In concert, Ms Chuchman has appeared with the Detroit Symphony Orchestra in performances of the Brahms Requiem, the Rhode Island Philharmonic in Orff’s Carmina Burana, the Kalamazoo Symphony Orchestra in Mahler’s Symphony No. 4, the Ravinia Festival as a guest on the Prairie Home Companion radio show, and with the International Music Foundation of Chicago in performances of Handel’s Messiah.
In her native Canada, Ms Chuchman recently made her debut at the Canadian Opera Company as Olympia in Les Contes d’Hoffmann. She has also appeared at the Edmonton Opera as Yum-Yum and Marie in La Fille du Regiment, and at the Manitoba Opera as Pamina in Die Zauberflöte. Concert performances have included engagements with the Toronto Symphony, Prince George Symphony, and the Winnipeg Symphony Orchestra.
Side by side with Sibelius’s epic symphonies and tone poems rests a series of shorter, lighter works. He devoted as much care to them as he did to his more ambitious creations; only the scale is different.
In 1922, the owners of a factory in a Finnish city, Säynätsalo, commissioned him to compose a celebratory cantata for the twenty-fifth anniversary of their building. He responded with the brief Andante festivo for string quartet instead. He prepared this version for string orchestra eight years later.
Its purity, nobility and passion have led some writers to call it the closest he came to making a religious statement in music. (Is the final cadence an Amen?) These qualities have led to its being performed on state occasions in Finland.
On New Year’s Day, 1939, the seventy-three-year-old composer, who had not conducted an orchestra for more than a decade, led the Finnish Radio Orchestra in an especially intense performance of this piece. That was the last time he stood in front of an orchestra. Beamed by short-wave radio to the World’s Fair in New York, it was recorded on a wax cylinder. It is the only recorded example of his conducting.
Symphony No. 49 in F Minor—La Passione
When Haydn began composing symphonies in the late 1750s, little distinction existed between multi-sectioned opera overtures and symphonies written for concert performance. One of his primary accomplishments was to chart an independent course for the symphony. In his more than 100 examples of the genre, he raised it to the summit of its artistic value.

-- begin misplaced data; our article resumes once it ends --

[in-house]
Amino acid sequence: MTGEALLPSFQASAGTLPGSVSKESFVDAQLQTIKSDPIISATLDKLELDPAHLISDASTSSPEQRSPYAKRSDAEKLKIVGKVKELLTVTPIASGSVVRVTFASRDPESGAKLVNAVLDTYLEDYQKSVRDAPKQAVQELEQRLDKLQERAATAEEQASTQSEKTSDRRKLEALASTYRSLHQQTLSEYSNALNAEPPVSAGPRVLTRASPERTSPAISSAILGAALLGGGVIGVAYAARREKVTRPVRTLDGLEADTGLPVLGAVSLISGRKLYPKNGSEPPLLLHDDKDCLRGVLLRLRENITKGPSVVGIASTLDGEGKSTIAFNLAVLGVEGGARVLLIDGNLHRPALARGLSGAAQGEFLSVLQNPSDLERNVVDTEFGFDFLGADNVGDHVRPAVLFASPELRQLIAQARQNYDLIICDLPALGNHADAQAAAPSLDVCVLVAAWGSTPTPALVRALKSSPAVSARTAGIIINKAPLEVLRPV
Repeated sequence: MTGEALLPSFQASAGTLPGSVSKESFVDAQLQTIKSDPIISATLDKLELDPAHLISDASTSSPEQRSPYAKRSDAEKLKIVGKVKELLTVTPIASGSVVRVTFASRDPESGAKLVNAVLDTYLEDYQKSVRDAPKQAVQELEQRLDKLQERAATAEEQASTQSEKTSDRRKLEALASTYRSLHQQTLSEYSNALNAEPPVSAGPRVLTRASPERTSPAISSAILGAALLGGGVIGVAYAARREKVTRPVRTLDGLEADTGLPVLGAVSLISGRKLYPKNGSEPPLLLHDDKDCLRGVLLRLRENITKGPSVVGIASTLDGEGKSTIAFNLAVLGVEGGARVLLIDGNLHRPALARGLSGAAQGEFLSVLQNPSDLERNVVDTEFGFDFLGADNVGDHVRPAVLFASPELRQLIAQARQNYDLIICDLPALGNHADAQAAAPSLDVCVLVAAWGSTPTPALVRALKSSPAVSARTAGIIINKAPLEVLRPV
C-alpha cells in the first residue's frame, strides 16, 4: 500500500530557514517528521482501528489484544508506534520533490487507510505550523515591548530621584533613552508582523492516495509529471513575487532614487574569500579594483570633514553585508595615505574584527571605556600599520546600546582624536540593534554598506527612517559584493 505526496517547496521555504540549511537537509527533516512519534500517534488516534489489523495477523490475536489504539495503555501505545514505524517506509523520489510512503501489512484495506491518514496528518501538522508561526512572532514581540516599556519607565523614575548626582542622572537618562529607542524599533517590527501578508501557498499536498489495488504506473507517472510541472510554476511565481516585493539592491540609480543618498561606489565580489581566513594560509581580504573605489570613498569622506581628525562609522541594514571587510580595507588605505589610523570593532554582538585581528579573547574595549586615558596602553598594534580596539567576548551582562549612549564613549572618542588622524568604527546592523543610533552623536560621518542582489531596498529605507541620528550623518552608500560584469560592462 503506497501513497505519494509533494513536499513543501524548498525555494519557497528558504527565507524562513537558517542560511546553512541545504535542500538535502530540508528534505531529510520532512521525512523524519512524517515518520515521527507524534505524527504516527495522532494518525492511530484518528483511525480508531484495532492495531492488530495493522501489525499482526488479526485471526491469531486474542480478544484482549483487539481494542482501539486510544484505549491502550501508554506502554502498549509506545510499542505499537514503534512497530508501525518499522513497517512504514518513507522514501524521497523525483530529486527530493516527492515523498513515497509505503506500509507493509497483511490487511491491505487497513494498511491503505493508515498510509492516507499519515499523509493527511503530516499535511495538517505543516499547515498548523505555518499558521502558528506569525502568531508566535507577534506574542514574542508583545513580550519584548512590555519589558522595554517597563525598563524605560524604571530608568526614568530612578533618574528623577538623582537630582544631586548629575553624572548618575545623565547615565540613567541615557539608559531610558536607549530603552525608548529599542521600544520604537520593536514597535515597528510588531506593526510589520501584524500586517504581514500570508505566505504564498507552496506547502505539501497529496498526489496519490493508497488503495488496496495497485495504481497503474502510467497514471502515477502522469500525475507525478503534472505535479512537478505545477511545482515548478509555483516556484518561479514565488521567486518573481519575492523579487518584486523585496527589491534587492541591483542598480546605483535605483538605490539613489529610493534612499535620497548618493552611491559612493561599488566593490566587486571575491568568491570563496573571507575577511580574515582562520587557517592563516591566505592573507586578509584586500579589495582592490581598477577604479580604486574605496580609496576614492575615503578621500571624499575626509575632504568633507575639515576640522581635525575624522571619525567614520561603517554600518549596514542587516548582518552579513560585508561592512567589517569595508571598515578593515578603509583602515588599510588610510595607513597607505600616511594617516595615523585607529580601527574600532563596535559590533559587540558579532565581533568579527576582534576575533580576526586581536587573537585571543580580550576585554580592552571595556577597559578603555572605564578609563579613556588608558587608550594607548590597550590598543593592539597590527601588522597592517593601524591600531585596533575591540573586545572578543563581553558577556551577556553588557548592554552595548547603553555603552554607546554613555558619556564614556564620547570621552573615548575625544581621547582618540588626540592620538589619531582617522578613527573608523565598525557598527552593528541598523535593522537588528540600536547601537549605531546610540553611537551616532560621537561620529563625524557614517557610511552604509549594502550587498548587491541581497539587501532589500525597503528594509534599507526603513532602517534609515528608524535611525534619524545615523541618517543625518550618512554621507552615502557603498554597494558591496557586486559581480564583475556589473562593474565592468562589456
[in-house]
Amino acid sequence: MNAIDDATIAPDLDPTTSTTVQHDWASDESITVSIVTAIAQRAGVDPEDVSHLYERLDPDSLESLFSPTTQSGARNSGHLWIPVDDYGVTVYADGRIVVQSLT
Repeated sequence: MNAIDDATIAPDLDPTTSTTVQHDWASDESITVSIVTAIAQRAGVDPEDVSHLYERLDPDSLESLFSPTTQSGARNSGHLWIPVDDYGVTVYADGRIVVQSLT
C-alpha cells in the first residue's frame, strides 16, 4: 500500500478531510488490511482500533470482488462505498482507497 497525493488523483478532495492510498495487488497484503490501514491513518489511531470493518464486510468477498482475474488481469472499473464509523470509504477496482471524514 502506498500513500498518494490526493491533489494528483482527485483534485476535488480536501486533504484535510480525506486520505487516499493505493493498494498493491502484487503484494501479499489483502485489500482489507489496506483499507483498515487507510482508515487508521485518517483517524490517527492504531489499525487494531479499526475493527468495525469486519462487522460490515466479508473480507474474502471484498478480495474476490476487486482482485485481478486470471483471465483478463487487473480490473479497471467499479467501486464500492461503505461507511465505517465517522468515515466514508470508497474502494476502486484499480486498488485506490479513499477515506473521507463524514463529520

He composed his initial 15 or so symphonies during the three years he spent working for his first employer, Bohemian nobleman Count Karl Joseph Franz von Morzin. In 1761, after Morzin disbanded his orchestra due to financial difficulties, Haydn took up the position of Vice-Kapellmeister to an even wealthier and more influential family, the Esterházys of Hungary. His numerous responsibilities included composing operas, symphonies, chamber, and vocal music, and maintaining the court orchestra and library. Having a superb orchestra to work with provided a crucial tool in his quest to expand the contents and meaning of the symphony. What more could a composer ask than to have his new pieces played immediately by a crack ensemble?
Between approximately 1768 and 1772, he composed a number of urgent, dramatic works in minor keys, Symphony No. 49 among them. This is often referred to as his Sturm und Drang (Storm and Stress) period, mirroring an emotionally similar and slightly later movement in German literature. Symphony No. 49 dates from 1768. It would most likely have been premiered shortly after he completed it, under his direction, by the Esterházy court orchestra.
It may contain links to Easter. Its nickname, ‘La Passione,’ which was applied anonymously at a later date, has several other possible sources, including an origin in incidental music for a stage drama, or simply its deeply serious character.
Its sequence of movements is unusual. It opens with a dark, grieving slow movement, one that the eminent Haydn scholar H.C. Robbins Landon feels may suggest “the winding line of penitents before the Cross.” Haydn follows it with three quick movements. For maximum effectiveness and to skirt any possibility of monotony, he places the stately Minuet (its gentle central Trio is the symphony’s sole music in a major key) between two brisk, fiercely dramatic movements.
Exsultate, jubilate, K 165
Wolfgang Amadeus Mozart
Mozart set out on what proved to be his third and final visit to Italy in October 1772. The sixteen-year-old composer bore with him the first sketches for Lucio Silla, an opera he had been commissioned to write for the 1772 Milanese carnival. The opera’s premiere on 26 December at the Regio Ducal Teatro found great favour.
Much credit for this was due to the castrato singer Venanzio Rauzzini. Mozart admired the brilliance and agility of his voice, and gladly agreed to compose a work showcasing these vocal traits. “I am about to write a motet for the primo uomo, which is to be produced at the Theatine Church tomorrow,” he wrote in a postscript to a letter from his father to his mother. He composed the motet ‘Exsultate, jubilate’ in January 1773. Rauzzini performed the premiere on January 17. The author of the motet’s non-liturgical Latin text is unknown.